“Freight payable as per Charter Party. All terms, conditions, liberties and exemptions including the law and arbitration clause, are herewith incorporated.”

Accordingly, there was a discrepancy between the express words of incorporation in the bill of lading, which sought to incorporate a law and arbitration clause, and the jurisdiction provision in the charterparty which provided for English High Court jurisdiction.

The Relevant Issue

The Owners invoked two grounds on which the jurisdiction of the English court could be based: (i) that the bill of lading was a contract governed by English law and (ii) that the bill contained a jurisdiction clause conferring jurisdiction on the English court.

For present purposes it is the second ground that is of significance as it raised a question of law – namely whether the bill of lading contained a term providing for English court jurisdiction – on which there was no direct authority, and which the judge elected to decide.

The Judge’s decision

As mentioned above, the difficulty in this case arose from the discrepancy between the reference to an arbitration clause in the bill of lading, and the fact that the charterparty contained an English High Court jurisdiction clause.

This raised the question of law: does a provision that expressly purports to incorporate an arbitration clause from an underlying charterparty suffice to incorporate an English High Court jurisdiction clause?

It was not in dispute that special rules apply to the incorporation of charterparty arbitration and jurisdiction clauses into bills of lading. The Judge noted that if the charterparty had contained an arbitration clause (usual in the trade), then that would have been effectively incorporated into the bill of lading.

Notwithstanding the special rules about incorporation in this context, arrived at via a considerable body of judicial authority that has consistently resisted attempts to relax the strictness of these rules (with the aim of establishing clarity and preserving certainty), the Judge held that the express words of incorporation in the bill of lading were sufficient to incorporate the English High Court jurisdiction clause.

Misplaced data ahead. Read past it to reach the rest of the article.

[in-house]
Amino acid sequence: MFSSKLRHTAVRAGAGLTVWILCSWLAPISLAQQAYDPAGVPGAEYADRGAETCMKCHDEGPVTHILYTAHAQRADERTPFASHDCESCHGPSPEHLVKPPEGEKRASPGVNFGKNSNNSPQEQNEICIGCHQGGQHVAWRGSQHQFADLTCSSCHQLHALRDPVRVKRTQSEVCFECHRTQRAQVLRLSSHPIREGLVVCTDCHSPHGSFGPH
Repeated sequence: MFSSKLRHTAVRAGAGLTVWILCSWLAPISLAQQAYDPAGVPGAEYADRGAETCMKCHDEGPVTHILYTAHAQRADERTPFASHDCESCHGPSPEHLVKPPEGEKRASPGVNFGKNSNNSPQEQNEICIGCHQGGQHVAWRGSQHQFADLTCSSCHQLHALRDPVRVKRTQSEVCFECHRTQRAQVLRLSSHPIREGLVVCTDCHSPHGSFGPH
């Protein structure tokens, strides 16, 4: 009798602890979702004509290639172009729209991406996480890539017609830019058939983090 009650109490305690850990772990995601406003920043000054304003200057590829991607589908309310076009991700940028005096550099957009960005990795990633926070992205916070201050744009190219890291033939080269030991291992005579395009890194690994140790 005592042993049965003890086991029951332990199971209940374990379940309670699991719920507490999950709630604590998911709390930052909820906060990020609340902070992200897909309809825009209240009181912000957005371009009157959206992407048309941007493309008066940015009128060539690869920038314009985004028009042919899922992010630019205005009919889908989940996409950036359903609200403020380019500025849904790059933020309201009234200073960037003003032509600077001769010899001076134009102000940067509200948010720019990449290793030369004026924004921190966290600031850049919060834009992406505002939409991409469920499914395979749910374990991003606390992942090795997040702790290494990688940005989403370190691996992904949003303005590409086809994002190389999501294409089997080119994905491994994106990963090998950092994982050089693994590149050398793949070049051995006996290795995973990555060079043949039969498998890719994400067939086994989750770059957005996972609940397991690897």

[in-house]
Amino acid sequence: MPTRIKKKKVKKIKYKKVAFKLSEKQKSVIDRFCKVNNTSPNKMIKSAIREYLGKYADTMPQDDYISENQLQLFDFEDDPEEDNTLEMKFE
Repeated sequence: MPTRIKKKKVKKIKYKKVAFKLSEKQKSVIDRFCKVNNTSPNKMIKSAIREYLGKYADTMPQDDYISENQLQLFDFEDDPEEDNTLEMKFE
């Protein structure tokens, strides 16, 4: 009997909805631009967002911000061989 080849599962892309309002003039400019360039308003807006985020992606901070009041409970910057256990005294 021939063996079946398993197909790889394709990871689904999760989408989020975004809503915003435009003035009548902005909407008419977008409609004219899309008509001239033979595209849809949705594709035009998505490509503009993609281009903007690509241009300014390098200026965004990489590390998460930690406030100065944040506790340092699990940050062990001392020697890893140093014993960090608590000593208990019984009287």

The Judge arrived at this conclusion by treating the question as one of construction rather than incorporation. He considered the “real question” to be “what the parties should reasonably be understood to have meant by the words “law and arbitration clause”, and that this question was to be answered objectively, having regard to the background circumstances, which the Judge held included the fact that the charterparty did not contain an arbitration clause, but did contain a law and jurisdiction clause.

This latter consideration loomed large in the Judge’s reasoning. He considered it preferable to construe the reference to “law and arbitration clause” in the bill of lading as referring to the English High Court jurisdiction clause (in the absence of any other candidate), rather than to adopt a construction that read “law and arbitration clause if any”. The Judge applied the purposive approach to construction of errors of language in contracts set out in Chartbrook Ltd v Persimmon Homes Ltd [2009] UKHL 38.

The Judge did not consider that his approach or conclusion ran counter to the need for clarity and certainty. Whilst he conceded that a third party consignee would not be able to determine, without reference to the charterparty, in which forum he should bring his claim for breach of the bill of lading contract, he considered that this was equally the case with an incorporated arbitration clause, whose seat/procedure was only evident from the underlying charterparty clause.